CORVALLIS, OR - NOVEMBER 5: Quarterback Andrew Luck #12 of the Stanford Cardinal looks to pass against the Oregon State Beavers in the first quarter on November 5, 2011 at Reser Stadium in Corvallis, Oregon. (Photo by Craig Mitchelldyer/Getty Images)
Tonight is what Andrew Luck came back for. (Well, either that or he really wants that unaccredited architecture degree, and loves the anonymity of Palo Alto or something. BUT THIS MAKES BETTER COPY.)
Luck has proven that he can pretty much overwhelm any overmatched opponent with this Stanford offense. He's able to check down and go to the running play when defenses target toward the pass, he finds the holes in the various coverage schemes defenses flash against him, he knows when he needs to run when his receivers are blanketed, and he generally is able to hit the quick option when needed.
The last test remaining? Oregon, the team that thwarted him from playing for a title a year ago.
Oregon proved they could get to Luck the last time they faced, or at least befuddle him on enough plays to force him to make the critical errors that were the difference. Luck cannot make the same mistakes this time around if he expects to outduel Darron Thomas this time around.
This year, the Stanford running foundation looks more solid with Stepfan Taylor leading the way (and Tyler Gaffney, Anthony Wilkerson and Jeremy Stewart all aiding the load) but Oregon's run defense hasn't missed a beat in conference play. The Cardinal will likely have to get the running game going in concert with the pass attack to pull this one out, which means Luck needs to be effective at spreading Oregon all over the field and methodically move the ball down the field on their defense. Execution was pretty good the last time the two faced, but this time the Cardinal and Luck need to be clicking all game long and stay one step ahead of Nick Aliotti.
With a first year coach leading the way, Luck has to be prepared to take Oregon's speed and move against them. Since the Cardinal defense likely doesn't have the strength to contain the Ducks for most of the game, it's up to the top college quarterback in the land to stay ahead of Stanford and take advantage of every opportunity they get.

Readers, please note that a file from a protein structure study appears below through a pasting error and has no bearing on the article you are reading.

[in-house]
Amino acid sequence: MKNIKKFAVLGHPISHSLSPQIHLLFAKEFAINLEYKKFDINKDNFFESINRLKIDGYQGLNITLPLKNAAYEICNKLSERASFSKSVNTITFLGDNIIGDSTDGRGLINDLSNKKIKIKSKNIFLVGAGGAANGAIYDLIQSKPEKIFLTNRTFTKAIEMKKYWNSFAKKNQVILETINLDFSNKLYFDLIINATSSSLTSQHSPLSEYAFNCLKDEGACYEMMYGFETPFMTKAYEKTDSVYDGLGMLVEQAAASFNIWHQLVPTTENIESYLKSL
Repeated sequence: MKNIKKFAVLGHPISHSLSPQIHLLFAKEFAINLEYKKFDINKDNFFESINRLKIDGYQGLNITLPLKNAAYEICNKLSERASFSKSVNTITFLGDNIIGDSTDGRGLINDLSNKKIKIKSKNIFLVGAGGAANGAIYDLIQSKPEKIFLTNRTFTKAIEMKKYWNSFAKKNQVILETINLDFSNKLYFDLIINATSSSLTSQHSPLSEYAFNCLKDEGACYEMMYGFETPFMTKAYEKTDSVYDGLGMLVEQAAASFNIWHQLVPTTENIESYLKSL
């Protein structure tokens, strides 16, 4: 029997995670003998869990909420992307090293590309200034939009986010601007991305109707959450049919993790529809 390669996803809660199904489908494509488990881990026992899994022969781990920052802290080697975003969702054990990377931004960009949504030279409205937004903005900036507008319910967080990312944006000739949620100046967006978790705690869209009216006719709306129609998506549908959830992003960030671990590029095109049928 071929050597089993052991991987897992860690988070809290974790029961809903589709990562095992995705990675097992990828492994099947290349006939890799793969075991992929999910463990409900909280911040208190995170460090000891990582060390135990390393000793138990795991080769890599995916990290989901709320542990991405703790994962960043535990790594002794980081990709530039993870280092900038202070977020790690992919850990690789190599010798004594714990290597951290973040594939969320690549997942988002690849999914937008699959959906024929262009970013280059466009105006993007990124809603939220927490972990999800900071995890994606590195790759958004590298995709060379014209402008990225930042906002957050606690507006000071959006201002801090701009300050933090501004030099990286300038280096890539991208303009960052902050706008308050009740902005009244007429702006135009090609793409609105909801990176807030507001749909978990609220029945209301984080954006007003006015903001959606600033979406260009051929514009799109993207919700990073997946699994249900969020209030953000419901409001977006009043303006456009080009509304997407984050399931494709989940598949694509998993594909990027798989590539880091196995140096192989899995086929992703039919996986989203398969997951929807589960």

There are a few things that might work.
1) Using Luck as a runner. Luck has not run as much as he has last season, but his ability to pick up yards might be critical. Luck has proven he can be plenty physical, so it might be tough to bring him down and help Stanford gain the critical yards they need. It also provides an added dimension to the Stanford power run attack that was so effective at gashing Oregon two years back.
2) The Wildcat. Remember that bizarro look the Cardinal threw out on 3rd down against the Trojans a few weeks back? Time to bring out the bizarro here and try and force Oregon to plug up the line of scrimmage.
3) Utilize the tight ends. If there's any weakness to the Oregon coverage scheme, it's that their pressure schemes will open up at least a couple of spots on the interior. Coby Fleener needs to be Luck's main target, with the practically unguardable Levine Toilolo mixed in.
4) Distribute the football. Although Luck doesn't have the deep option (like Doug Baldwin or Chris Owusu) that stretches the field, he's proven he can stretch it almost anywhere from 5 to 25 yards. Luck has proven he can hit almost every receiver on the field, and he might need to mix it up as much as possible to keep the Oregon defense off-balance all game long.
All of this will be negated if Luck can't nail his throws. Last year in Autzen, just one too many throws were off-target, or pressed into coverage. The Stanford QB needs to be more determinative and make his reads properly. The perfect game in the biggest game (or something very close to it) could very well be needed.
After this, there won't be any more chances for this quarterback. The spotlight is on Andrew Luck. Time to prove he's worth all the hype and all the adulation. Time to beat Oregon.